Tilling the soil, planting seeds, keeping out pests – FINALLY, harvest!
What’s the reward? Where’s the fame and glory? Fortune? Seems like backbreaking work to me. YET the reality - no farmer, no food. But the farmer, particularly the black farmer, is face with the reality of bad field, mounting debt, legal “theft”, no market, no exposure, no support, no farm. We all pay a price, if the farmer fails.
Despite the U.S. Supreme Court decision which ruled in favor of a group of black farmers, they have yet to receive their due. Even as Barack Obama finally authorized the dispensation, some members of Congress, have been successful in blocking it.
It goes without saying, the black farmer, from the time he worked for free (as a slave), has fought a long, hard struggle, to maintain one of the most precious commodities one can have; arable land.
Moving away from defeatist rhetoric and intoxicating misery, we must see what we can do right now, to help our struggling, black farmers, for in the process, we help ourselves.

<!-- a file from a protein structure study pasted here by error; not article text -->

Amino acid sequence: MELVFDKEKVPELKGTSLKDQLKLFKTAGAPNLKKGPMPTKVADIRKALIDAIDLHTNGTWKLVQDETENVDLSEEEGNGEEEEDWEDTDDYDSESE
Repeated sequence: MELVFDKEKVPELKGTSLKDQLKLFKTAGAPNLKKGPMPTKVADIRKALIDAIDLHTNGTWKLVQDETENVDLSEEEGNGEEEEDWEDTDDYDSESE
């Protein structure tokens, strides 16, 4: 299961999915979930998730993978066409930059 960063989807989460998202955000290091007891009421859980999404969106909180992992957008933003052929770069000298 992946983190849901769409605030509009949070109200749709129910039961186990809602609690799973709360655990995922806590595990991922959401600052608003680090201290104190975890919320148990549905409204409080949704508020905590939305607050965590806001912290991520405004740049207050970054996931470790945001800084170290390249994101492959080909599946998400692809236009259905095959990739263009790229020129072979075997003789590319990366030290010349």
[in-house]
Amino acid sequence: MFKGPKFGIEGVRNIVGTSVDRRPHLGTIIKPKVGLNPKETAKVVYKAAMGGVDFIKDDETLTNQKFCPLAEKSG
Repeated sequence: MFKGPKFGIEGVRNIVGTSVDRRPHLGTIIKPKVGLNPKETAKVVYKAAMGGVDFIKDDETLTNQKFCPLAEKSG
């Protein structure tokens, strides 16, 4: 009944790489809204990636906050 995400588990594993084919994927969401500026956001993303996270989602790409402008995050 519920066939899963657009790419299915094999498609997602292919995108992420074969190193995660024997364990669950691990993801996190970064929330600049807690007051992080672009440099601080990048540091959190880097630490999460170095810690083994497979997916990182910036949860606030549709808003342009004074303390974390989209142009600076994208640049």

My guest on Critical Discourse, will be Gary Grant, the CEO of the Black Farmers and Agriculturalists Association, out of Tillery, North Carolina, where we will engage in a frank discussion on the history of black farms and black farmers, their obstacles and blessings, and how we can begin or accelerate the process of providing real and lasting support, through organizations, such as his, so not only can they thrive and proper, but can be effective agents as we move away from our present course, of bodily and economic malnutrition.
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